Production cuts agreed by OPEC and its allies are on track to balance global oil markets in the first half of 2019, but more work may be needed after that.
If Saudi Arabia, Russia and other countries in the so-called OPEC+ coalition cut production by 1.2 MMbpd as promised for the first six months of next year, world supply and demand will be in equilibrium. However, booming U.S. shale supplies mean they would need to almost double the cutback to prevent a new surplus in the fourth quarter, a report from the group showed.
Oil prices remain stuck in a bear market, trading just above $60/bbl in London, even though OPEC and its partners surprised traders with the size of the supply reduction announced on Dec. 7. Traders remain concerned that record American oil production and shaky fuel consumption could foment a new glut.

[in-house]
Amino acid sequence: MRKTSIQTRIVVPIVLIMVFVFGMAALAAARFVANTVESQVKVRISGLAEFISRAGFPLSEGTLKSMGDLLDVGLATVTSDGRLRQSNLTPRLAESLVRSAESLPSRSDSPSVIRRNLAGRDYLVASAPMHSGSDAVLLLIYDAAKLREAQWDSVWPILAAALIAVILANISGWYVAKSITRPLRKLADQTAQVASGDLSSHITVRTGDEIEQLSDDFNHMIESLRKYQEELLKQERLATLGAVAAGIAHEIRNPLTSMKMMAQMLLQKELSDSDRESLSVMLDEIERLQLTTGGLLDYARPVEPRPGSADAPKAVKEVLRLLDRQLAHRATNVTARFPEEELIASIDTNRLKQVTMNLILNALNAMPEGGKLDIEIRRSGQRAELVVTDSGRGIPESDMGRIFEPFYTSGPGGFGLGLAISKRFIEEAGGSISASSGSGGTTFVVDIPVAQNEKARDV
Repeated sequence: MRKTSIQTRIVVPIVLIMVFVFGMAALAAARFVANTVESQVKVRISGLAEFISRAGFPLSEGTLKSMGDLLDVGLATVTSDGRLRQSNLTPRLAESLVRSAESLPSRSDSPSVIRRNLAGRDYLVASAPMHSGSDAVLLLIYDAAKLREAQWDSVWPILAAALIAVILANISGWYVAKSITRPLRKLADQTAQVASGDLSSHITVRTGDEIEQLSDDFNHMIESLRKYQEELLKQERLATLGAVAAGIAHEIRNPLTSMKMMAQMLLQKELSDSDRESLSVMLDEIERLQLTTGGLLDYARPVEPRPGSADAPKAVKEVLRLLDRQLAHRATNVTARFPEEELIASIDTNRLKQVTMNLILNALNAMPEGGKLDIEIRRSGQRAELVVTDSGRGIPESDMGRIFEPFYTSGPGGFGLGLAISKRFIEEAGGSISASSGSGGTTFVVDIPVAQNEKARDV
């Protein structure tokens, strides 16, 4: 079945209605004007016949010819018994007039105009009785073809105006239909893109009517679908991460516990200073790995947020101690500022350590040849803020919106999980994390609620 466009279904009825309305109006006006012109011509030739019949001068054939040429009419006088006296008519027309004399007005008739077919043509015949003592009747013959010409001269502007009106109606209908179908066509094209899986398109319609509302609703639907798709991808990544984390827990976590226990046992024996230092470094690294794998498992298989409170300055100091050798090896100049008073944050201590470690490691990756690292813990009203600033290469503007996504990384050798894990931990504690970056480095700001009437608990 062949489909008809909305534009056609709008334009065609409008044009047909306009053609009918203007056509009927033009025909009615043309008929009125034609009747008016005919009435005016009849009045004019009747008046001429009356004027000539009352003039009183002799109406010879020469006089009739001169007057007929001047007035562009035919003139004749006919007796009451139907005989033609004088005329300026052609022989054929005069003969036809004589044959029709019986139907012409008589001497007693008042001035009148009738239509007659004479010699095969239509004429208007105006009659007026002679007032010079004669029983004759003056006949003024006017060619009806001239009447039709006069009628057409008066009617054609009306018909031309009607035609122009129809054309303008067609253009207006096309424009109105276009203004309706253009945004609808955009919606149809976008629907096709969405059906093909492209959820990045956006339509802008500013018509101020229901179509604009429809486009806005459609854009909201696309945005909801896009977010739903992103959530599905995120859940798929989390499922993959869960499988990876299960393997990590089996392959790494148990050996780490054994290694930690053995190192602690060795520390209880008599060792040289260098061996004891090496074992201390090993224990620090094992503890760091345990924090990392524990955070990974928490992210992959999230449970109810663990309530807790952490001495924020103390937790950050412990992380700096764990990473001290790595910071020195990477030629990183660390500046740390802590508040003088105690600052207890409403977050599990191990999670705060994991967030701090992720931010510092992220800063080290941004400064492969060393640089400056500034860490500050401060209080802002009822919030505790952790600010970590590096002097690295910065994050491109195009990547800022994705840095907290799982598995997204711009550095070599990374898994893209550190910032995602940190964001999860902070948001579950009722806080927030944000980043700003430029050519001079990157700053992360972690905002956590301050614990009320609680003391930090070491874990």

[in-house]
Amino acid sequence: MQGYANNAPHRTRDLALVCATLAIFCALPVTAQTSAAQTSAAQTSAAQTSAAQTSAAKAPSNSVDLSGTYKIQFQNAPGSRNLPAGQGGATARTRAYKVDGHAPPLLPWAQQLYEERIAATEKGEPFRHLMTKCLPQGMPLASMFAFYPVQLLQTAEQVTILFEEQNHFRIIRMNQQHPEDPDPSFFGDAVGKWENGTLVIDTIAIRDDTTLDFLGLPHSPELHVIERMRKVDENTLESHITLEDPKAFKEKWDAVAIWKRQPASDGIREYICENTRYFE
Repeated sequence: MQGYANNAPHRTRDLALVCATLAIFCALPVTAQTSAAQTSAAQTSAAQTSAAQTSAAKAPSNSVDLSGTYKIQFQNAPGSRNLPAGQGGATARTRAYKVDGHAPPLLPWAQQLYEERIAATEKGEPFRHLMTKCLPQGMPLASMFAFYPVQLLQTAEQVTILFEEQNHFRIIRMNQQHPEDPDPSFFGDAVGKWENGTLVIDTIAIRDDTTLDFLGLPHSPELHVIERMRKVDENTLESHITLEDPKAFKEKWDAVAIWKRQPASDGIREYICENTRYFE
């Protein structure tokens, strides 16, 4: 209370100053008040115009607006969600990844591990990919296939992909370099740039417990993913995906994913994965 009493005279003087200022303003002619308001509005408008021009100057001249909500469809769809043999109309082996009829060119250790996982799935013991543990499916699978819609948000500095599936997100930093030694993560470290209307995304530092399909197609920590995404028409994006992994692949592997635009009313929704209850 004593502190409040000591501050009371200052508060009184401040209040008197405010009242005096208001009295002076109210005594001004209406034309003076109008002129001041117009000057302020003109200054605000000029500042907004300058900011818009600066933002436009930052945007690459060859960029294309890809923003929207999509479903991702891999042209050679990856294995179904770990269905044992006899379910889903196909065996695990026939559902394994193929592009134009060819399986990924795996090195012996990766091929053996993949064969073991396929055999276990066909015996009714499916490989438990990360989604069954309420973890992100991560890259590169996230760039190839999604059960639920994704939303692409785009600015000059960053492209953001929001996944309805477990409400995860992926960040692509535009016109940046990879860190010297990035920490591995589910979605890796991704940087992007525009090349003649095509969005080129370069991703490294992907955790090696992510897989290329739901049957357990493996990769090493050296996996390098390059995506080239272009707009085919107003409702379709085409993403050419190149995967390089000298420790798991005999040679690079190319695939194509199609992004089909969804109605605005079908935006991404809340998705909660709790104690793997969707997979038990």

OPEC in its report, which is released each month by the group’s research department in Vienna indicates that world markets could tip into oversupply again during the second half of 2019. Even if they restrict supplies to the level agreed last week, there would still be a surplus of about 1 MMbpd in the fourth quarter.
Source: World Oil